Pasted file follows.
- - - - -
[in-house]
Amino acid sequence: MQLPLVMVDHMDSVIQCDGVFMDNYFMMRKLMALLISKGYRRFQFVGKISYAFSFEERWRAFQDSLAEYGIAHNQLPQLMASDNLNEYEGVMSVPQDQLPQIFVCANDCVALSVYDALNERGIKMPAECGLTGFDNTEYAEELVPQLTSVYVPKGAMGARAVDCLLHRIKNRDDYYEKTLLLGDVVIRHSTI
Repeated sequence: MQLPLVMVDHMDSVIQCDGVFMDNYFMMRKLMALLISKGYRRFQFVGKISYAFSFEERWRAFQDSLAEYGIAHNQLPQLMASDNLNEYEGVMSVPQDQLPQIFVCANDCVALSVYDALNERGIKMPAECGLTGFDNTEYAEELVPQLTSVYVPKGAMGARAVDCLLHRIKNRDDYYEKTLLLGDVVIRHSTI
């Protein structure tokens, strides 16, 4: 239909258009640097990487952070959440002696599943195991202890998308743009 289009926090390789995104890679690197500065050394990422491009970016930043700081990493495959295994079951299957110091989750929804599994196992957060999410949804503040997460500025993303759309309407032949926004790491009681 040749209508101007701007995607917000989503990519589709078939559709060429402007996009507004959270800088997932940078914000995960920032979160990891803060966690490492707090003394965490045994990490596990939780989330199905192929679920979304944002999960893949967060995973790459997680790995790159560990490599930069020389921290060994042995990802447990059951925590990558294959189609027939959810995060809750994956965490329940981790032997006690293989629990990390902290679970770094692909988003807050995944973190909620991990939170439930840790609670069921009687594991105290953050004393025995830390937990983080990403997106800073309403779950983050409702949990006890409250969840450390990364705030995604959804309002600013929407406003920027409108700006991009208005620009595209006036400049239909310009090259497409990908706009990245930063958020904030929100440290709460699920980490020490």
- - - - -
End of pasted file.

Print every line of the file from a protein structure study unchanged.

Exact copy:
[in-house]
Amino acid sequence: MQLPLVMVDHMDSVIQCDGVFMDNYFMMRKLMALLISKGYRRFQFVGKISYAFSFEERWRAFQDSLAEYGIAHNQLPQLMASDNLNEYEGVMSVPQDQLPQIFVCANDCVALSVYDALNERGIKMPAECGLTGFDNTEYAEELVPQLTSVYVPKGAMGARAVDCLLHRIKNRDDYYEKTLLLGDVVIRHSTI
Repeated sequence: MQLPLVMVDHMDSVIQCDGVFMDNYFMMRKLMALLISKGYRRFQFVGKISYAFSFEERWRAFQDSLAEYGIAHNQLPQLMASDNLNEYEGVMSVPQDQLPQIFVCANDCVALSVYDALNERGIKMPAECGLTGFDNTEYAEELVPQLTSVYVPKGAMGARAVDCLLHRIKNRDDYYEKTLLLGDVVIRHSTI
């Protein structure tokens, strides 16, 4: 239909258009640097990487952070959440002696599943195991202890998308743009 289009926090390789995104890679690197500065050394990422491009970016930043700081990493495959295994079951299957110091989750929804599994196992957060999410949804503040997460500025993303759309309407032949926004790491009681 040749209508101007701007995607917000989503990519589709078939559709060429402007996009507004959270800088997932940078914000995960920032979160990891803060966690490492707090003394965490045994990490596990939780989330199905192929679920979304944002999960893949967060995973790459997680790995790159560990490599930069020389921290060994042995990802447990059951925590990558294959189609027939959810995060809750994956965490329940981790032997006690293989629990990390902290679970770094692909988003807050995944973190909620991990939170439930840790609670069921009687594991105290953050004393025995830390937990983080990403997106800073309403779950983050409702949990006890409250969840450390990364705030995604959804309002600013929407406003920027409108700006991009208005620009595209006036400049239909310009090259497409990908706009990245930063958020904030929100440290709460699920980490020490």